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Re: A bug or improperly formatted script

On Sat, Feb 25, 2017 at 5:41 PM, Bart Schaefer <schaefer@xxxxxxxxxxxxxxxx>

> On Feb 25,  4:53pm, Jim wrote:
> }
> } So in my original email the alternate example
> }
> }  print $((${(z)${(fO)"$(dirs -v)"}[1][1]} + 1))
> }
> } was this forcing it to an array or was it a fluke?
> It was a fluke.  ${${$(print $'0\t~')[1]}[1]} == '0' whereas
> ${${$(print $'0\t~')[-1]}[1]} == '~' and $(( ~ + 1 )) == -2 (the
> tilde being interpreted as bitwise negation).
> Double-subscripting $var[1][1] yields the same byte whether $var is
> a scalar or an array, whereas $var[-1][1] does not unless the scalar
> is only a single character to begin with.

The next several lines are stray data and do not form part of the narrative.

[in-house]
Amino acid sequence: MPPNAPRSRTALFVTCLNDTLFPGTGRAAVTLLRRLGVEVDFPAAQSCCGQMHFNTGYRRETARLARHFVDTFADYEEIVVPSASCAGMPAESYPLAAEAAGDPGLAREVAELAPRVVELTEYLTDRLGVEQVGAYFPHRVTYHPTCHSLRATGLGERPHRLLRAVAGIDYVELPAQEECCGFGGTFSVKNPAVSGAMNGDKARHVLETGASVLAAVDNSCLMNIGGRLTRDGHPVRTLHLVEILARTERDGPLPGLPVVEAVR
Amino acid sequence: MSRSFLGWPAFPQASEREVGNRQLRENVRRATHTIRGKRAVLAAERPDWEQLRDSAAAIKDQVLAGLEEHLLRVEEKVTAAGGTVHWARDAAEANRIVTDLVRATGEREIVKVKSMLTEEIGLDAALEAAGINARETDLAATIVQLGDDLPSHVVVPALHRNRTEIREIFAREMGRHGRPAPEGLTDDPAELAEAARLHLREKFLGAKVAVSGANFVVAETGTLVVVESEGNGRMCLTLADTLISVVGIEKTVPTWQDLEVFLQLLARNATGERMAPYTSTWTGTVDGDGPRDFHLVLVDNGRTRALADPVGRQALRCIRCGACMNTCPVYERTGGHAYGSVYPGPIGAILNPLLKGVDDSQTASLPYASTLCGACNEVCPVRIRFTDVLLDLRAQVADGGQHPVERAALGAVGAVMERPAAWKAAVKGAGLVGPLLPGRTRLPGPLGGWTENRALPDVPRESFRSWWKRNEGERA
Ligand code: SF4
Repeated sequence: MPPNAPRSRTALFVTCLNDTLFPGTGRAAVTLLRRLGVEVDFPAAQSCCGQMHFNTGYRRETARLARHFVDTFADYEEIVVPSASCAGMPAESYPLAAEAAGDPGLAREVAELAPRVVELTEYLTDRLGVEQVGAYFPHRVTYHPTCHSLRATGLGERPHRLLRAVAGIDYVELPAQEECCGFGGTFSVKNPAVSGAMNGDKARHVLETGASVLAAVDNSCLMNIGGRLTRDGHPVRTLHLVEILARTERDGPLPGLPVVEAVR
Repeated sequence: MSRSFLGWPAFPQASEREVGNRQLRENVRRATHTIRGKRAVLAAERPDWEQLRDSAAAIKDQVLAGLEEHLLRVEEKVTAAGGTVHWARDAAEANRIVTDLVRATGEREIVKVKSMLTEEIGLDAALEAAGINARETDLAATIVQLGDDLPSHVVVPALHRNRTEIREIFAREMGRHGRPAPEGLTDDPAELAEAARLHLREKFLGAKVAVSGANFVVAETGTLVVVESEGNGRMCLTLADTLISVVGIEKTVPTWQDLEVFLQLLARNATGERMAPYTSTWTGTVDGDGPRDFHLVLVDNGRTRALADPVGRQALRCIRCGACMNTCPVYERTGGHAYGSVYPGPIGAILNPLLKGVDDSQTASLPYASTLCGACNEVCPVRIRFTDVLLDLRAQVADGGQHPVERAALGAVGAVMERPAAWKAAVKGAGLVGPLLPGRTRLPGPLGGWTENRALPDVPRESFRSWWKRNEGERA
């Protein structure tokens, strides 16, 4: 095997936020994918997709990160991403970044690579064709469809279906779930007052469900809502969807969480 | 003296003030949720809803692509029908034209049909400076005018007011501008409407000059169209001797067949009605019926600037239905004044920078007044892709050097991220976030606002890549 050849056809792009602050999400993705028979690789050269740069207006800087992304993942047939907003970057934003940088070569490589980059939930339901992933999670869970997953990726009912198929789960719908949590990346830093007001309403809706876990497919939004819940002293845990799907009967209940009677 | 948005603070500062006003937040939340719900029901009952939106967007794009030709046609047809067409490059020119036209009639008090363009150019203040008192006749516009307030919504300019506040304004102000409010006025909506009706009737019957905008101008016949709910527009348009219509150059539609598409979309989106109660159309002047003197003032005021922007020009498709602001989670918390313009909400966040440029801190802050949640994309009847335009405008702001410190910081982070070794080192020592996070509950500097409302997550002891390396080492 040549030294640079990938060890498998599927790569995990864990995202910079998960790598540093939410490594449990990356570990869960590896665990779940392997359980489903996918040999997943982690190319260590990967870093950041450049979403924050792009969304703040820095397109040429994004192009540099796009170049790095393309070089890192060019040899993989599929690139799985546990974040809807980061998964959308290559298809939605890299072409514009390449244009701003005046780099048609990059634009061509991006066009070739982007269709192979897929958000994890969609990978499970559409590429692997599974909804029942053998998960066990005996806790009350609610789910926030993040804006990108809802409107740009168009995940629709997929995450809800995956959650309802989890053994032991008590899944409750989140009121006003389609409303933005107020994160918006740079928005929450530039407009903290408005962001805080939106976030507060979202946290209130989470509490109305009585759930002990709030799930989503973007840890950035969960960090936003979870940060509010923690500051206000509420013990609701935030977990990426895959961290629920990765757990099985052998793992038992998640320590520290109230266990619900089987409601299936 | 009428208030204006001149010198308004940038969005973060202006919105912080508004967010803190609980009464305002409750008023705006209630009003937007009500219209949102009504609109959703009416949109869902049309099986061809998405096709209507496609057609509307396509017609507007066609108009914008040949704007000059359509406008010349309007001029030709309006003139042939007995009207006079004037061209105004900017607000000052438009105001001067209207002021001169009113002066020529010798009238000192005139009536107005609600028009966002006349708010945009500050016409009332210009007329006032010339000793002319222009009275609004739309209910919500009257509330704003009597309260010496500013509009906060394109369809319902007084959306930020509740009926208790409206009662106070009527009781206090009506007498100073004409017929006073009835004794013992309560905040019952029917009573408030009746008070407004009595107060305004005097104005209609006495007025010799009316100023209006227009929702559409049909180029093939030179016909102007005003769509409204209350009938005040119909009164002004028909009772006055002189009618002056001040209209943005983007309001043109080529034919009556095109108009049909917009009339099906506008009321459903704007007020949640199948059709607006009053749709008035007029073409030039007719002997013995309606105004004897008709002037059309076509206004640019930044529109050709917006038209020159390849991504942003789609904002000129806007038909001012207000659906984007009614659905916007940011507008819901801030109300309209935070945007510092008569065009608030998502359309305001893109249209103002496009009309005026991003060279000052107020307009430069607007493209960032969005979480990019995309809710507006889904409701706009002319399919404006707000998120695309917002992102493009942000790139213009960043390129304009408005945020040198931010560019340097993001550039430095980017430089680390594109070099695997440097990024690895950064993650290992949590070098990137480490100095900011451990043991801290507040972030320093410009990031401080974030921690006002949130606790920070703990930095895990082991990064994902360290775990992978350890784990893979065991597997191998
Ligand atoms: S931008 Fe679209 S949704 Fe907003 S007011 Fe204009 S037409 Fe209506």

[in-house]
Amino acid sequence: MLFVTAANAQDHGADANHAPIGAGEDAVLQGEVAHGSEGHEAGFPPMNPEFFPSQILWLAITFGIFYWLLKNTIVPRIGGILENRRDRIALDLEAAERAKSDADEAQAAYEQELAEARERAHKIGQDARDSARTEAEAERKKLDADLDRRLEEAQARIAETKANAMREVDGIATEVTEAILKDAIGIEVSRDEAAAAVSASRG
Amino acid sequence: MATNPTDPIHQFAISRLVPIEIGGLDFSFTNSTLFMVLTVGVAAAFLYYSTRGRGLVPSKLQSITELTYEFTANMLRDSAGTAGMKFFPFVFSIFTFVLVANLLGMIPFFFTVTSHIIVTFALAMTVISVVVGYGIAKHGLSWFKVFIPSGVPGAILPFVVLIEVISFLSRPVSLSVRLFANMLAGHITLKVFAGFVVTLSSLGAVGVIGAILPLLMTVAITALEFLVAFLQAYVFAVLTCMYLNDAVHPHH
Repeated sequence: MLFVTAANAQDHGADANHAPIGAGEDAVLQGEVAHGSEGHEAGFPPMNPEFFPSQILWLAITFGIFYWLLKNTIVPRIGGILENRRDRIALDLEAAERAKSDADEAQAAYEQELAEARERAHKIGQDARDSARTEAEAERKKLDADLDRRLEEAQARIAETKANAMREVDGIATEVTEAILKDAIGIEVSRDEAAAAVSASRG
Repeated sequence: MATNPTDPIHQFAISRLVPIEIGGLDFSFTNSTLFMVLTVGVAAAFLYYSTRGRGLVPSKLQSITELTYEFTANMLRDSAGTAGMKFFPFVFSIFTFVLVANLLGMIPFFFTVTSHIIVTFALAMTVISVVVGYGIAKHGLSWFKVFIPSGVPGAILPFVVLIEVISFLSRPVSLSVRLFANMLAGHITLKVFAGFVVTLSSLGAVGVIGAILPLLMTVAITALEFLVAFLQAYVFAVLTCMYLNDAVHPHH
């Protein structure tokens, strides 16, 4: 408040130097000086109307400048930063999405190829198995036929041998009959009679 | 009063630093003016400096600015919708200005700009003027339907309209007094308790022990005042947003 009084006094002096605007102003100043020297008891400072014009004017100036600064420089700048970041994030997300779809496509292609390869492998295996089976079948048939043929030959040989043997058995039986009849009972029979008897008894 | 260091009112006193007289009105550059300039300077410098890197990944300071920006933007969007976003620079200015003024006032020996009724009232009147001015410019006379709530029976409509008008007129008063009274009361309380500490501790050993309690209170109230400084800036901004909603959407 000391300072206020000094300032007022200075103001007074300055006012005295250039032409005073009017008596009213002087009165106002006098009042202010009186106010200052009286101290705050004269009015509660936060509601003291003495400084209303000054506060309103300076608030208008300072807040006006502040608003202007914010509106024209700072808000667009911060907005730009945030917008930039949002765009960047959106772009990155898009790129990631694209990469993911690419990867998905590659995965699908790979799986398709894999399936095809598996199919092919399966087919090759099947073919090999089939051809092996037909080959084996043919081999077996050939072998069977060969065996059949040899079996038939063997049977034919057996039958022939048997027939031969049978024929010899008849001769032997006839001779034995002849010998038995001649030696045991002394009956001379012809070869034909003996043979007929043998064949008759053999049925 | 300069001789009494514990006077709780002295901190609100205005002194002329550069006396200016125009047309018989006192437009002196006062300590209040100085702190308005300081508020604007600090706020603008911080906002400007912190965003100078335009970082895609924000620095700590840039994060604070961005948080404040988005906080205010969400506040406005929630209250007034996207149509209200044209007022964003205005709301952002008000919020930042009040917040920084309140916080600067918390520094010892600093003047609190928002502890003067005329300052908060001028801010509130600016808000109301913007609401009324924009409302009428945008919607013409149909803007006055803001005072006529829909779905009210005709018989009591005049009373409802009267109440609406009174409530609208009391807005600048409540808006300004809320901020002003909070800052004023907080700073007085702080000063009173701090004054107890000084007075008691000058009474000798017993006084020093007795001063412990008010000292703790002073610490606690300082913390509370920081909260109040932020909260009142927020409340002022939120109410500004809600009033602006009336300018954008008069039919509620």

> You'd never have seen -2 if $HOME were not the only entry in the
> stack.  With $(dirs -lv) or with most other directories, the last char
> of the directory name would have been intepreted as a variable name
> and potentially produced even stranger results (though most like it
> would be an unset variable and thus be treated as zero, hiding the
> effect entirely).  A directory name ending in digits would have made
> things even stranger.

Still digesting, but I can say I learned my something new for today, so
the day wasn't wasted.  Looking forward to the patch you submitted.
I had tried the (A) flag, just in case it might work, but it didn't.
Wondered myself why it shouldn't apply in the case.

Thanks for your help.


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